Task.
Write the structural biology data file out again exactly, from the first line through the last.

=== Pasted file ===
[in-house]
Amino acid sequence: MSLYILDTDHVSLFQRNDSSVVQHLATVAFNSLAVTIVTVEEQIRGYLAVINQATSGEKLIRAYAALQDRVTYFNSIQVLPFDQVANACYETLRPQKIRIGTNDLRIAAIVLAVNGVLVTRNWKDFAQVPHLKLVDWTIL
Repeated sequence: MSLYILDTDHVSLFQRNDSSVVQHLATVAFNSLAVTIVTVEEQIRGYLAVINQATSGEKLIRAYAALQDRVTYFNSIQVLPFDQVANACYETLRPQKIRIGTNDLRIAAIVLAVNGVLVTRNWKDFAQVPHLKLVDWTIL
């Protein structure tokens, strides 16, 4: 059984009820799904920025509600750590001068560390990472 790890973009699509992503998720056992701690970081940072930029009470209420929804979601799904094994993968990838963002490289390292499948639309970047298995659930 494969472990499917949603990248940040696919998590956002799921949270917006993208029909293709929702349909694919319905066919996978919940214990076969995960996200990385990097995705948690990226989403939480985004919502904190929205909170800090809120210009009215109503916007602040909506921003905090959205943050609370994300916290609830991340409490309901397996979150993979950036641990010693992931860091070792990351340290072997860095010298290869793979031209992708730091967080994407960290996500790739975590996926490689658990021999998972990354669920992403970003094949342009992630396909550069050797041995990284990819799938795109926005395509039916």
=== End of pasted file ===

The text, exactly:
[in-house]
Amino acid sequence: MSLYILDTDHVSLFQRNDSSVVQHLATVAFNSLAVTIVTVEEQIRGYLAVINQATSGEKLIRAYAALQDRVTYFNSIQVLPFDQVANACYETLRPQKIRIGTNDLRIAAIVLAVNGVLVTRNWKDFAQVPHLKLVDWTIL
Repeated sequence: MSLYILDTDHVSLFQRNDSSVVQHLATVAFNSLAVTIVTVEEQIRGYLAVINQATSGEKLIRAYAALQDRVTYFNSIQVLPFDQVANACYETLRPQKIRIGTNDLRIAAIVLAVNGVLVTRNWKDFAQVPHLKLVDWTIL
């Protein structure tokens, strides 16, 4: 059984009820799904920025509600750590001068560390990472 790890973009699509992503998720056992701690970081940072930029009470209420929804979601799904094994993968990838963002490289390292499948639309970047298995659930 494969472990499917949603990248940040696919998590956002799921949270917006993208029909293709929702349909694919319905066919996978919940214990076969995960996200990385990097995705948690990226989403939480985004919502904190929205909170800090809120210009009215109503916007602040909506921003905090959205943050609370994300916290609830991340409490309901397996979150993979950036641990010693992931860091070792990351340290072997860095010298290869793979031209992708730091967080994407960290996500790739975590996926490689658990021999998972990354669920992403970003094949342009992630396909550069050797041995990284990819799938795109926005395509039916």